It’s been a long time but I’ve finally gotten around to starting my second “subscription” of Big Finish Doctor Who audios – starting with Release #26 of their main range, Primeval. This story stars Peter Davison as the Fifth Doctor and Sarah Sutton as his companion Nyssa, and connects itself to the broader Doctor Who mythology by taking place on Traken, Nyssa’s home world that was only seen on TV in her debut story, Keeper of Traken, and was destroyed in an off-the-cuff manner in the follow up tale, Logopolis.
The idea here is that Nyssa is sick, and the Doctor has taken her to Traken for help, but thousands of years before Nyssa’s time. Nyssa’s illness is implied to be connected to the closing moment in the TV serial Four to Doomsday where Nyssa faints. At the time, it had apparently happened just to limit the number of regulars appearing in the following story (Kinda). But Primeval suggests that her sickness is the result of telepathic influence from a powerful psychic enemy with a deep hatred for Traken as part of his plot for vengeance.
Primeval is really one of the best Big Finish audios that I have heard so far, which is nice since the previous 5th Doctor / Nyssa outing, The Mutant Phase, was one of the worst. The story expands on the Doctor Who mythos by developing Traken’s history and culture. Of all the world’s created in Doctor Who, Traken is definitely one of the most worthy of such treatment. It also introduces a truly fearsome and vicious enemy in Kwundaar (played by Stephen Grief, aka the first Travis of Blake’s Seven), and a strong and well-delineated range of supporting characters. I especially like the depth of Narthex, a character who could have just been a one-note 2nd tier villain, but who ends up being more interesting than that. It’s also a strong story for Nyssa, giving her good dialogue and moments, in spite of the fact that she’s sick for much of the adventure.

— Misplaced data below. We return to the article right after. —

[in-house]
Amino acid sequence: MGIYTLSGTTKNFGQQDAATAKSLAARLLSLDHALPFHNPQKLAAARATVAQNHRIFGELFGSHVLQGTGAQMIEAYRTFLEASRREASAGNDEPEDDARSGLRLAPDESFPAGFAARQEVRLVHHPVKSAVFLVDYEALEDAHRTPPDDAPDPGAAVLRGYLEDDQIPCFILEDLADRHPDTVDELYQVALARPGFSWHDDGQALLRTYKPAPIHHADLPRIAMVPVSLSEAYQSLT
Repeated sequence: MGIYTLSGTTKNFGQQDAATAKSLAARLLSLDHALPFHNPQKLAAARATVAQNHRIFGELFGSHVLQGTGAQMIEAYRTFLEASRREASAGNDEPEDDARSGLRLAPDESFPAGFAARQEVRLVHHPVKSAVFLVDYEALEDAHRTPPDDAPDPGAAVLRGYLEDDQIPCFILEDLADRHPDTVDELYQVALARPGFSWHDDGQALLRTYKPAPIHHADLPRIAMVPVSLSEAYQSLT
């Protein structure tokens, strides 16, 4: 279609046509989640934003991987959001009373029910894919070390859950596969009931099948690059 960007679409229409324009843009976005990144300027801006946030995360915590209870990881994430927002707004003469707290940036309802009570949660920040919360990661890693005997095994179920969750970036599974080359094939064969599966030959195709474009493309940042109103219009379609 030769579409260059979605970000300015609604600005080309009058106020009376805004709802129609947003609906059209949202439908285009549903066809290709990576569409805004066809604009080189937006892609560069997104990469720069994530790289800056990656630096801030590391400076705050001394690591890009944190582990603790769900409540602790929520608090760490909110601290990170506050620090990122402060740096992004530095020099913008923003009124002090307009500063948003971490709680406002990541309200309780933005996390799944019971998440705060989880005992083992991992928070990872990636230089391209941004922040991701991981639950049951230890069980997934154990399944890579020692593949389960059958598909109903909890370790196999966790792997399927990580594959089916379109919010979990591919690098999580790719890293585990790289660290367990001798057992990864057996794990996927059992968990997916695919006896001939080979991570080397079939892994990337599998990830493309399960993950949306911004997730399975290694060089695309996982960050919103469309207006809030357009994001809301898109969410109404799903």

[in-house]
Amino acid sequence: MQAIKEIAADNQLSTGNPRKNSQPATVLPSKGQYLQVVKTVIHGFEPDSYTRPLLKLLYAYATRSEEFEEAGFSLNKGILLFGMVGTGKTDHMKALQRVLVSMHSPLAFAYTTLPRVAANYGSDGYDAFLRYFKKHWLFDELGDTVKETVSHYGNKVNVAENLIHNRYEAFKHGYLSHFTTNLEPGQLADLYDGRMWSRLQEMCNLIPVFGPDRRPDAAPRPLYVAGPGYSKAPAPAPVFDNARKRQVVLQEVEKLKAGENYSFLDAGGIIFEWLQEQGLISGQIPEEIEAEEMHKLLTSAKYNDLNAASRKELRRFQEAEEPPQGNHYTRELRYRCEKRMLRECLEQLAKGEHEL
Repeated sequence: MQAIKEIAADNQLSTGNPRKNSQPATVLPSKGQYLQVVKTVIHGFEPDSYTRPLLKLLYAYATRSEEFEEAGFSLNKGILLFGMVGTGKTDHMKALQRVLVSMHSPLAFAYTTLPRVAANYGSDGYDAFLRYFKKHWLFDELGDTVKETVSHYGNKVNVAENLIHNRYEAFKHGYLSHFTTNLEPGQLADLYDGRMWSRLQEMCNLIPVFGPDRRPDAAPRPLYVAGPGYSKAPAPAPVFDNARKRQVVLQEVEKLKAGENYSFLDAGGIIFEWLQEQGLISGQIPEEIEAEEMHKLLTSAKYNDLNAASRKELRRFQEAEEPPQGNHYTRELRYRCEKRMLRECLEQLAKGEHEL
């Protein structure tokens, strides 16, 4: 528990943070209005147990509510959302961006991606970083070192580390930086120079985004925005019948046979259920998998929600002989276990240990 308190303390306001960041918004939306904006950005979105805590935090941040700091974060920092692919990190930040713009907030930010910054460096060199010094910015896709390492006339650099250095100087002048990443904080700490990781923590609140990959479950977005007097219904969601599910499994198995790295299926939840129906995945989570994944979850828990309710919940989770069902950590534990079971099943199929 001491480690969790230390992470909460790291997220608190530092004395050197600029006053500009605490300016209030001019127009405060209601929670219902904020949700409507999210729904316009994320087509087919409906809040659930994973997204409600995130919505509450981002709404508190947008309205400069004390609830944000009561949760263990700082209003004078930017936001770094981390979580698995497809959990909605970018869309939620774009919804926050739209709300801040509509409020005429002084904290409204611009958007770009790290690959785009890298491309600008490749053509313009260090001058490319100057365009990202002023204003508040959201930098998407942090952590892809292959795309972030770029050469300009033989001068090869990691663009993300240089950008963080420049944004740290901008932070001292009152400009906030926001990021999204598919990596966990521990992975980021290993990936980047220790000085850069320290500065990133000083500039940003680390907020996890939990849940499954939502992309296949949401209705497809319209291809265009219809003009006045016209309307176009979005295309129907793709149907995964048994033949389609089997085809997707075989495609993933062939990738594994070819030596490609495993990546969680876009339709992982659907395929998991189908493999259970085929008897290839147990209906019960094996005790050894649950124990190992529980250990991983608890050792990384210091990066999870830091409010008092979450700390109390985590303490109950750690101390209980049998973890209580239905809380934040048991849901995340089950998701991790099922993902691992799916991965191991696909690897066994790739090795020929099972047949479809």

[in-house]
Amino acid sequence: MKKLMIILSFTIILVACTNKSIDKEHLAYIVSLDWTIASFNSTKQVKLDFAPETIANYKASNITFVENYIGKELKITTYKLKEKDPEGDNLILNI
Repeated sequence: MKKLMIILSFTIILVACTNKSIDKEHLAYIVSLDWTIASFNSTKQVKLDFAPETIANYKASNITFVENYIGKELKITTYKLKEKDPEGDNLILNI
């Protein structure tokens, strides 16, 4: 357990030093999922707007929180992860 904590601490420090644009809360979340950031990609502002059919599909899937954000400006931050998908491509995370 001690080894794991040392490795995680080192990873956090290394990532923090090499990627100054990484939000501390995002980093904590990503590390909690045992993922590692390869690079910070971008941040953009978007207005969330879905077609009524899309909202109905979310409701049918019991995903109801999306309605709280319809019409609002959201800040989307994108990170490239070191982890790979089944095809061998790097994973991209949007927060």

There are a few negatives. Kwundaar’s plot seems to involve tricking the Doctor in the most unreliable manner into doing something incredibly short-sighted. The ease at which the Doctor is manipulated, as well as his foolishness for not realizing what would happen as a result of his actions, all seems quite contrived. Of course, he makes up for it by being defeated largely by his own pride and foolishness at the end.
There are also a few jabs at religion (where Nyssa says that ancient Traken wasn’t quite a complete paradise because they still had religion) and the whole story has got its roots somewhere in the idea of science trumping faith, which betrays a bit of a world view that I don’t fully align with. But I didn’t find it too annoying because the majority of comments about religion were to do with the fact that though Kwundaar is near-omniscient, he is still a false god who preaches a gospel of selfishness. Seeing how the different characters respond to that was interesting.
Overall, it’s a strong example of Big Finish’s early audio dramas, and was enjoyable to listen to (especially on a 13+ hour bus ride in rural Nepal, which is where I was enjoying it!)